Let there be light
Lyttelton Harbour Festival of Lights is a mid-winter light extravaganza, which transforms the harbour into a magical space with lights, art, music and festivities on 29 June. The famous Street Party on London Street has a spectacular parade, buskers, performers, music, an outdoor street market with winter warmers, quality art and craft and an epic fireworks display.
Christchurch is somewhat of an attention seeker when it comes to the social scene, in the very best of ways, of course. We are lucky to have theatrical options right here in the city. Top spots like the Isaac Theatre Royal and The Court Theatre will keep you warm this winter. Or try one of the many boutique cinemas in the city to enjoy the latest films.
The highest point on Banks Peninsula, Mt Herbert often has a sprinkling of snow on top, while the view over Lyttelton Harbour and the Port Hills, with the Southern Alps standing proudly behind, is next-level fun, in the figurative and literal sense of the expression.
The ’coolest’ attraction
When it comes to getting your winter fix, there’s nothing cooler than the International Antarctic Centre. There’s nowhere else you get to survive an Antarctic Storm, bounce along on a Hagglund and hang out with Little Blue Penguins.
On thin ice
One of the coolest of winter sports, ice skating can be a whole lot of fun. Alpine Ice has been operating in Christchurch since 1985 and offers casual skating sessions, as well as holiday programmes.
A neo-classical conservatory in the heart of the Botanic Gardens, Cunningham House is always full of colour – even in the winter.
According to the Book of Genesis, ‘God said “Let there be light,” and there was light. A group of dedicated Southern Lakes locals may not have divine powers, but each year they deliver an innovative light festival that takes people on an interactive sensory journey like no other.
Central Queenstown will shine brightly for four nights over Queen’s Birthday Weekend when the LUMA Southern Light Project comes to town. The free public event, now in its third year, attracted more than 35,000 visitors in 2017 and has gained a loyal following among locals as well as people from around New Zealand and overseas.
Set within the idyllic Queenstown Gardens and along the waterfront, the festival will transform the giant natural amphitheatre into an illuminated winter wonderland full of art, curated collections of stunning light sculptures and thought-provoking installations.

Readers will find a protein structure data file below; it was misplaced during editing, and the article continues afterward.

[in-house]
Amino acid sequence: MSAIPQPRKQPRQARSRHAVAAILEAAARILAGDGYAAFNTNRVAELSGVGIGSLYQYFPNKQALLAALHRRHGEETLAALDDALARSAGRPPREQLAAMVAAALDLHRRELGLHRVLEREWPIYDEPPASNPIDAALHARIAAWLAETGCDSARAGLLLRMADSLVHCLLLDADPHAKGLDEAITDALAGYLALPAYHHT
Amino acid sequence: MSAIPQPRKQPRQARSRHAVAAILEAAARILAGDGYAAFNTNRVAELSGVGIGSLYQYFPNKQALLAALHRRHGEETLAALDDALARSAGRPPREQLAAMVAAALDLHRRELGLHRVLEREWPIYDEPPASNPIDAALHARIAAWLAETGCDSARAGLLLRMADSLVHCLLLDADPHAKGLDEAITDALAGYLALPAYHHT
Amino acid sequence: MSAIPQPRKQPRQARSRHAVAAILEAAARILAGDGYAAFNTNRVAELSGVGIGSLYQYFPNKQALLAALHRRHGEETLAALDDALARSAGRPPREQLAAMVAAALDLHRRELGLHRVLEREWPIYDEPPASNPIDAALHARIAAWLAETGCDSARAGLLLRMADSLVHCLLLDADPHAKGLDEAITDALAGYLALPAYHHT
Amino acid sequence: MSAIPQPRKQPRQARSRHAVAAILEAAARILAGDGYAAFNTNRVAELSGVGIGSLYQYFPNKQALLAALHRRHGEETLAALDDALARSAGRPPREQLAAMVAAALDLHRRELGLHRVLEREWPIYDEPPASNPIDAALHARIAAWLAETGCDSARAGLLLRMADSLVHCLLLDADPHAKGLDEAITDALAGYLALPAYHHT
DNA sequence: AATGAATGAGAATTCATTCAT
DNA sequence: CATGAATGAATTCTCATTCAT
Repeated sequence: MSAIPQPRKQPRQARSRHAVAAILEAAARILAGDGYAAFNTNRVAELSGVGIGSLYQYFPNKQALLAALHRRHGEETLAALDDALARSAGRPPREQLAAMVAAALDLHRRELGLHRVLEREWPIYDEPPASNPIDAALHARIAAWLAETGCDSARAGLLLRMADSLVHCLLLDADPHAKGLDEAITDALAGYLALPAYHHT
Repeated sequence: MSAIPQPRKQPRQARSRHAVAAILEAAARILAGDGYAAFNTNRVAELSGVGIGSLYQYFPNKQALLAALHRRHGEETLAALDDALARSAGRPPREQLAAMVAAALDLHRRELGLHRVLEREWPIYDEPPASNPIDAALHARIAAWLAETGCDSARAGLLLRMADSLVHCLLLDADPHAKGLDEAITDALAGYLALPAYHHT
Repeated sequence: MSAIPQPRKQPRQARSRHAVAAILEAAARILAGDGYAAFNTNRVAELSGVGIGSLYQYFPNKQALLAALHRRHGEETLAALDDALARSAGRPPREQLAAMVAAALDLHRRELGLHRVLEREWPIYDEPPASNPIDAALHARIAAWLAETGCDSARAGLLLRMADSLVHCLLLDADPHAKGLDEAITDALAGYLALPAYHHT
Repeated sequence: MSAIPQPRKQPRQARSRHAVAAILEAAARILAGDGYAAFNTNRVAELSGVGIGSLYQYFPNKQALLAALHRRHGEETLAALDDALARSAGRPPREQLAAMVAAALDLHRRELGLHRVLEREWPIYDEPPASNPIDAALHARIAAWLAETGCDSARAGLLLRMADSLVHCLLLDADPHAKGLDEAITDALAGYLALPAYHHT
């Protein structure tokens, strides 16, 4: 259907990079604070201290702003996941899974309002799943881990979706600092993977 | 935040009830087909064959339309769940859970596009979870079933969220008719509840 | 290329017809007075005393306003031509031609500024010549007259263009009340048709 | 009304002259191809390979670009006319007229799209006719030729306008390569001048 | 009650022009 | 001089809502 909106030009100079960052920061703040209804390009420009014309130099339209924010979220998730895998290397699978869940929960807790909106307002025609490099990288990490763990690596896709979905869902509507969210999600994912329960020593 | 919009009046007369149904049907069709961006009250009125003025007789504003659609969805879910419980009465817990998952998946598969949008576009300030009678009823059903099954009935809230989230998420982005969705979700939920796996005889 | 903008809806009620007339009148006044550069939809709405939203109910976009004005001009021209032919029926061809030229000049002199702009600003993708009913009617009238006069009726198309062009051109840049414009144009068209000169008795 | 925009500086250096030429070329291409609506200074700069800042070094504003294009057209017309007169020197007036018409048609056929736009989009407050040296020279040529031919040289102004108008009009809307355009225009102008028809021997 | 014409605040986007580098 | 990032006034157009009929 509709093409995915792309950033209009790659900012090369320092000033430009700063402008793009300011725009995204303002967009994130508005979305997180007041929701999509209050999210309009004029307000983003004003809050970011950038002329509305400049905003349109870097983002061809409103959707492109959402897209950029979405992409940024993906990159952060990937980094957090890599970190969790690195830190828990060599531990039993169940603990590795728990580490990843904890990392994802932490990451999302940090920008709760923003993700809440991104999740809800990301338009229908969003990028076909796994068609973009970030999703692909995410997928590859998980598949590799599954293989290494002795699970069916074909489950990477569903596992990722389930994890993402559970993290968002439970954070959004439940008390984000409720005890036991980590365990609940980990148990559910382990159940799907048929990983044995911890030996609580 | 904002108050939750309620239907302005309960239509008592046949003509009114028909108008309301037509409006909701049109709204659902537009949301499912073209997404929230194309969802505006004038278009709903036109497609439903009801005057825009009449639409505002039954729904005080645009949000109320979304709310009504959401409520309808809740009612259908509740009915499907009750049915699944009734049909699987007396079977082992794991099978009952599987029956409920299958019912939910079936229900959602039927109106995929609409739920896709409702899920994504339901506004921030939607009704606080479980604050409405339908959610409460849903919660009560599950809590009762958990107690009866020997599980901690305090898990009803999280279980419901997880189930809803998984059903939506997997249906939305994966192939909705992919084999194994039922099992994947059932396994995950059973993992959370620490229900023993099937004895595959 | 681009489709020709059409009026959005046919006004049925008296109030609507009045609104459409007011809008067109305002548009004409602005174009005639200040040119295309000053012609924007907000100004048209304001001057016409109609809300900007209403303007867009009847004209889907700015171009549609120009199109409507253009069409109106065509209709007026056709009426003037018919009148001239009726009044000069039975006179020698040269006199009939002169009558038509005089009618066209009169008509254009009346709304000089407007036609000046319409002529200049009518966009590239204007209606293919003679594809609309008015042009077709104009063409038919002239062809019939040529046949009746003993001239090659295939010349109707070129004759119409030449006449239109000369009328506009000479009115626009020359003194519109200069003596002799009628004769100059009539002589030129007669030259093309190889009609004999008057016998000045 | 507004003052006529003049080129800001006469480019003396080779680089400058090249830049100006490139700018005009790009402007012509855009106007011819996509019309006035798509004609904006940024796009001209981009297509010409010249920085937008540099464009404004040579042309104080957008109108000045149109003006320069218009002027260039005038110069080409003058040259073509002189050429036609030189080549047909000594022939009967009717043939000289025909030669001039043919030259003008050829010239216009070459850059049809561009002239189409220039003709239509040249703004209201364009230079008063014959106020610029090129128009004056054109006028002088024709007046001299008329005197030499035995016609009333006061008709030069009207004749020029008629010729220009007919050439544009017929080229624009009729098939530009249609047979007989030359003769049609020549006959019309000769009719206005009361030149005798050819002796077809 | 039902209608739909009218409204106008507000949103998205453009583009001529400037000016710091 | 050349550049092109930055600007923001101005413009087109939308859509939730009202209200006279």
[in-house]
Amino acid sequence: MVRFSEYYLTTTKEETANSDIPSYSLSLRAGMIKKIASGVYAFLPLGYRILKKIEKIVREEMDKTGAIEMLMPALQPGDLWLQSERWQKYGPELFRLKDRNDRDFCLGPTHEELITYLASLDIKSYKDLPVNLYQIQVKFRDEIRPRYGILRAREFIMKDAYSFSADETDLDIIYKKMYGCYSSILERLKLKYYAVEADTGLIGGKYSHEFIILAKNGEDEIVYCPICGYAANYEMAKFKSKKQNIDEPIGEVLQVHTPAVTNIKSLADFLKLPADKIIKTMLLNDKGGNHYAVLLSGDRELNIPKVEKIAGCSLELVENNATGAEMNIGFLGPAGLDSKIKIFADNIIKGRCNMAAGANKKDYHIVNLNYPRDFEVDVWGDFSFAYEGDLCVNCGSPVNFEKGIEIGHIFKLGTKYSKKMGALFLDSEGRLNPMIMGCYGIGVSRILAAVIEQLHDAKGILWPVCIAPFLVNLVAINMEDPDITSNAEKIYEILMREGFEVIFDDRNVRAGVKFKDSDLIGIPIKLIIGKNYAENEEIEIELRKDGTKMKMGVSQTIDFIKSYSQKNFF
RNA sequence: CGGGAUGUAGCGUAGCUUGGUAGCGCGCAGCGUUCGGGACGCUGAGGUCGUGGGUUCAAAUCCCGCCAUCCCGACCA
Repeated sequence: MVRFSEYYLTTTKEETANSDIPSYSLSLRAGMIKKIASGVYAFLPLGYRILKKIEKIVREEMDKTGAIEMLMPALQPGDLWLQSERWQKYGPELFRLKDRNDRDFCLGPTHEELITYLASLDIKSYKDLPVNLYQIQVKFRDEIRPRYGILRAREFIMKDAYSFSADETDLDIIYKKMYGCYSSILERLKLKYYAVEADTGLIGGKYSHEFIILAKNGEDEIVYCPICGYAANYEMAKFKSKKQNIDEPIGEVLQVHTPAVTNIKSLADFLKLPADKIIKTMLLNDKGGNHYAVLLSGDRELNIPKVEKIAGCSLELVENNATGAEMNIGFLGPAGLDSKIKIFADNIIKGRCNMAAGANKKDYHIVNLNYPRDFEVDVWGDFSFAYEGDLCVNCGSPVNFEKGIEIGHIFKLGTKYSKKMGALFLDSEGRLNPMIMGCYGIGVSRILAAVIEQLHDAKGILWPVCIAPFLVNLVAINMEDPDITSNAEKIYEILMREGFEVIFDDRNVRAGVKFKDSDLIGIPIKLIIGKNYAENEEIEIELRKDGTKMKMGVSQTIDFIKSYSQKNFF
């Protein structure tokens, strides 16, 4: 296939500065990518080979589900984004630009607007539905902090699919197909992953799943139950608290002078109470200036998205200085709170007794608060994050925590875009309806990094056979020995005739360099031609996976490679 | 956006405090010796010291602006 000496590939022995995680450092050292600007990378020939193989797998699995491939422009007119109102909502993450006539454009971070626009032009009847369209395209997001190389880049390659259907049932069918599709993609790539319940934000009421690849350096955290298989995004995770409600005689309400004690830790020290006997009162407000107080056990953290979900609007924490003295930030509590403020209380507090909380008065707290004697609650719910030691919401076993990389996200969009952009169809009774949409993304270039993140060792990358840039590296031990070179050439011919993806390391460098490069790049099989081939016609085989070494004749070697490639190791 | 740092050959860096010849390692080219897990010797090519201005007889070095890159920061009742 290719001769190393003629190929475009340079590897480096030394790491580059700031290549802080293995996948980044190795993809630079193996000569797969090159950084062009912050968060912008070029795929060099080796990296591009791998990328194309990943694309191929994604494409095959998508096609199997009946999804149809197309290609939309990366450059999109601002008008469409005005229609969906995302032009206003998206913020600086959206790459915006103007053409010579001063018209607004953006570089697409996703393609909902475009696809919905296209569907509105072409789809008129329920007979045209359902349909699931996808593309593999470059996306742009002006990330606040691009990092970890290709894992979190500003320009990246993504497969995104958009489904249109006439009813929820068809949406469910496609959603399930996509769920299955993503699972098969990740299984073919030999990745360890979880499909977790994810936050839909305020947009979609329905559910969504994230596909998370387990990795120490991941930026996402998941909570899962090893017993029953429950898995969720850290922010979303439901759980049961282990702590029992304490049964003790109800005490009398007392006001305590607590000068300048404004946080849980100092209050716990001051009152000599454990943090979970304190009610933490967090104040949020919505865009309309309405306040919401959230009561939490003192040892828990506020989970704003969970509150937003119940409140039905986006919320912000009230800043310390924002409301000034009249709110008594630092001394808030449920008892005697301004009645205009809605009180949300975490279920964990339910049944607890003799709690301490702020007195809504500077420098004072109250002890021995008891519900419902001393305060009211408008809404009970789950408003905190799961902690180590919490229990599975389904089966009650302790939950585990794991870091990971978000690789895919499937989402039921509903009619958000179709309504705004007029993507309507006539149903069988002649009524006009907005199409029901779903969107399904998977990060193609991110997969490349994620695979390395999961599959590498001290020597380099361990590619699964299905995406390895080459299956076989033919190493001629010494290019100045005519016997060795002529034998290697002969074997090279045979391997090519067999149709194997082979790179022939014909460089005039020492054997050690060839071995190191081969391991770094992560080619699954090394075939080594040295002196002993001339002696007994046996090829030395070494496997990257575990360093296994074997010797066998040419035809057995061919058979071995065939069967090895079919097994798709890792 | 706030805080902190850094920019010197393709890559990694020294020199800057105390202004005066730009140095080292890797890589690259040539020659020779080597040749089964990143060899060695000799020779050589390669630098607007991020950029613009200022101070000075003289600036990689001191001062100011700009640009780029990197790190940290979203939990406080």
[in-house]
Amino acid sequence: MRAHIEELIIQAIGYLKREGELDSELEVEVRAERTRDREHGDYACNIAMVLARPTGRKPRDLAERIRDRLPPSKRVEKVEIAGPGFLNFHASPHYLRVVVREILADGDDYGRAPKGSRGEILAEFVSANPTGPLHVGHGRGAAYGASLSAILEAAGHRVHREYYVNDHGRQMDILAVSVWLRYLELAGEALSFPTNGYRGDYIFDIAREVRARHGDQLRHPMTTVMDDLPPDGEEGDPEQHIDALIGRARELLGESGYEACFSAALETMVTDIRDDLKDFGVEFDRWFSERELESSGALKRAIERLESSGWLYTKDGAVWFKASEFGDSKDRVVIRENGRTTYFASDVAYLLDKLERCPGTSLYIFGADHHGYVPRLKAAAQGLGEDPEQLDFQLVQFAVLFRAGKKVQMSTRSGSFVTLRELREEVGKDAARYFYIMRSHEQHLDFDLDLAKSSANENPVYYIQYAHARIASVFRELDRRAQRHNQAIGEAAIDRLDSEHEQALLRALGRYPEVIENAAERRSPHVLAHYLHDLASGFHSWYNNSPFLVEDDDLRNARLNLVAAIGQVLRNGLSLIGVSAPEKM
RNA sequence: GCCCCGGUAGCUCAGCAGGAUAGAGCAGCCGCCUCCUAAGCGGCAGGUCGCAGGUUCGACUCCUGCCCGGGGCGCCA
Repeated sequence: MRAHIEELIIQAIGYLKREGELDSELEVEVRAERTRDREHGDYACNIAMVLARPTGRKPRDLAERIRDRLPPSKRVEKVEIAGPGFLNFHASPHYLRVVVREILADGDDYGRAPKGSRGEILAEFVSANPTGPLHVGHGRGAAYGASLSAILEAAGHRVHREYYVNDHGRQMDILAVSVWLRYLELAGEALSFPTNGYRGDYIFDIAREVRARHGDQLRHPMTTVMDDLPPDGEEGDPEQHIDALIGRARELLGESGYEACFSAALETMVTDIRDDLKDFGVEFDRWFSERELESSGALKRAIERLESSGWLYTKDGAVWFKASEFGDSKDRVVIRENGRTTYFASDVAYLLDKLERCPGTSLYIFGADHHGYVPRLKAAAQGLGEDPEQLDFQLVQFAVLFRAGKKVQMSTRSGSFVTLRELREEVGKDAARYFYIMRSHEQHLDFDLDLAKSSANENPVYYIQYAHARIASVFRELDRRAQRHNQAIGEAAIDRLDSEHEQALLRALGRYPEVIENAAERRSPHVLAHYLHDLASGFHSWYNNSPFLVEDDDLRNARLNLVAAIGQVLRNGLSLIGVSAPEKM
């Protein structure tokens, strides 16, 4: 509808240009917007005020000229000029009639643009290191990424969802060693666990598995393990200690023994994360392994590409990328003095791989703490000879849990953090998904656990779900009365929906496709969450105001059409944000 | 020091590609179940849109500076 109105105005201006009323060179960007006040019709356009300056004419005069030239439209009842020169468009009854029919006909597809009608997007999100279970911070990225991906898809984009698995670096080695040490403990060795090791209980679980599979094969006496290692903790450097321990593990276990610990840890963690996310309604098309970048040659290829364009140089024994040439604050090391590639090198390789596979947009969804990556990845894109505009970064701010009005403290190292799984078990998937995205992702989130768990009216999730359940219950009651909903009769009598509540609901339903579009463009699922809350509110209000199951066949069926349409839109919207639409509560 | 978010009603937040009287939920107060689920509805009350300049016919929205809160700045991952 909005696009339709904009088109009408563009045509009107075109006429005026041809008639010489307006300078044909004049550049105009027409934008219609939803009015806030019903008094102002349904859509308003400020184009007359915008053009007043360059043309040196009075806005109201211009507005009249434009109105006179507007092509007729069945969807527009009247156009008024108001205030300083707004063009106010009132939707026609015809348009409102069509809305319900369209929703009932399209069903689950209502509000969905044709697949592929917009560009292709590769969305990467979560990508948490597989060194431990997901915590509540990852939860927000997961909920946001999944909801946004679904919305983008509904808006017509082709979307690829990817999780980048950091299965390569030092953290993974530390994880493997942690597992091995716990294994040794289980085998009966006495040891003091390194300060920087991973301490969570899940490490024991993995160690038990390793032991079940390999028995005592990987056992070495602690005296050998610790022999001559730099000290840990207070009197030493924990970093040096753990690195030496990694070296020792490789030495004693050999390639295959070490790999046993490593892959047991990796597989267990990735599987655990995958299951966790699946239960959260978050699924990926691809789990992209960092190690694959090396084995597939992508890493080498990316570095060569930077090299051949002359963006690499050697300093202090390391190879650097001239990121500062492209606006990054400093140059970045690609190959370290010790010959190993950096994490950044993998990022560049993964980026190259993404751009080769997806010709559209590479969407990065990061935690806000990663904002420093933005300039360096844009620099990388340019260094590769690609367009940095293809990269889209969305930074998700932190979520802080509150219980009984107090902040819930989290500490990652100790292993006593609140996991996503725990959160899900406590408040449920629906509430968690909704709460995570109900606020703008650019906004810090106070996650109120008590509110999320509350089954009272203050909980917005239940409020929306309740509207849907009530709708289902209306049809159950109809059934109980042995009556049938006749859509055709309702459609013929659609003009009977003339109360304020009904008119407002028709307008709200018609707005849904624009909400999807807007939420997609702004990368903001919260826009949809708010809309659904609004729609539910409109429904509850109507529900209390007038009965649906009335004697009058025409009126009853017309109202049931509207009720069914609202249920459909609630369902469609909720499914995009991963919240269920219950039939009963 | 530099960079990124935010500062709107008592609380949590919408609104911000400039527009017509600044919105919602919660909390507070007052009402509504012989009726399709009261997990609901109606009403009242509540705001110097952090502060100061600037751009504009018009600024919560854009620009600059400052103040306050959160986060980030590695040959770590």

Luma was the brainchild of SILO, a collective of Southern Lakes professionals which – along with its wider group of fellow hard-working volunteers – is highly motivated to give the region more exposure to culture and creativity, to foster and enhance social wellbeing and develop a stronger sense of community.
Duncan Forsyth, whose day job is General Manager and Winemaker at Mount Edward, contributes countless hours of his ‘spare’ time while wearing the hat of Luma Light Festival Trust Chairman. For him it’s all about wanting to “give something back” by providing an event that is entertaining, accessible, family-friendly and joins everyone together.
“It looks like all the streets are paved with gold in the Southern Lakes,” Duncan says. “But the reality is that it can be a very difficult and costly place to live in and to enjoy. Families are working hard and trying to hold down two jobs… sometimes that sense of community gets swamped.”
Although Queenstown has firmly cemented its reputation as a hub for outdoor activities and adventure sports, Duncan believes the rich and thriving creative side of the Southern Lakes district is often overlooked. “We see Luma as really helping to put our region on the map as a respected cultural and arts destination.”
Without spoiling too much of the surprise, Duncan says this year the aim is to “pull people down a rabbit hole of visual delights”. It’s safe to say that the audience will be stimulated, and enlightened – literally and figuratively. “Every year we want to change people’s expectations of what Luma is about. If you’ve been before you’ll have a new and different experience this time.”
Aucklander Angus Muir, who has been recognised internationally, returns as principal light installation artist, featuring alongside creative art luminaries such as Daniel Brown, Jon Baxter, Puck Murphy, Mapping Mondays and Nocturnal.
Luma Southern Light Project is at Queenstown Gardens/Marine Parade for Queen’s Birthday Weekend (Friday 1 June to Monday 4 June), 5pm-10pm. Entry is free however, a gold coin donation would be appreciated. Car-pooling or taking public transport into town is advised. For more information, visit www.luma.nz.